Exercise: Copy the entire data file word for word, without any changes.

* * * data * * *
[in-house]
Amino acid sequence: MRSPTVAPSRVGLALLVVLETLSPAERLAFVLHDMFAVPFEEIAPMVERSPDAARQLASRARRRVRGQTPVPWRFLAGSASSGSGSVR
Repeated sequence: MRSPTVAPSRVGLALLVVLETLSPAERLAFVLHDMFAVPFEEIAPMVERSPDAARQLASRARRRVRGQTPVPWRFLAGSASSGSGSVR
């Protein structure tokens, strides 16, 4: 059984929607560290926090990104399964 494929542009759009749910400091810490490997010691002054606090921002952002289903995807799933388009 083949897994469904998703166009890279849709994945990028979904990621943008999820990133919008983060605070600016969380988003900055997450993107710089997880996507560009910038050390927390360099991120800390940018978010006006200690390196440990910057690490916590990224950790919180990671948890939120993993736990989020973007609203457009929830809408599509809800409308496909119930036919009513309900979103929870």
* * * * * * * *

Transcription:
[in-house]
Amino acid sequence: MRSPTVAPSRVGLALLVVLETLSPAERLAFVLHDMFAVPFEEIAPMVERSPDAARQLASRARRRVRGQTPVPWRFLAGSASSGSGSVR
Repeated sequence: MRSPTVAPSRVGLALLVVLETLSPAERLAFVLHDMFAVPFEEIAPMVERSPDAARQLASRARRRVRGQTPVPWRFLAGSASSGSGSVR
């Protein structure tokens, strides 16, 4: 059984929607560290926090990104399964 494929542009759009749910400091810490490997010691002054606090921002952002289903995807799933388009 083949897994469904998703166009890279849709994945990028979904990621943008999820990133919008983060605070600016969380988003900055997450993107710089997880996507560009910038050390927390360099991120800390940018978010006006200690390196440990910057690490916590990224950790919180990671948890939120993993736990989020973007609203457009929830809408599509809800409308496909119930036919009513309900979103929870």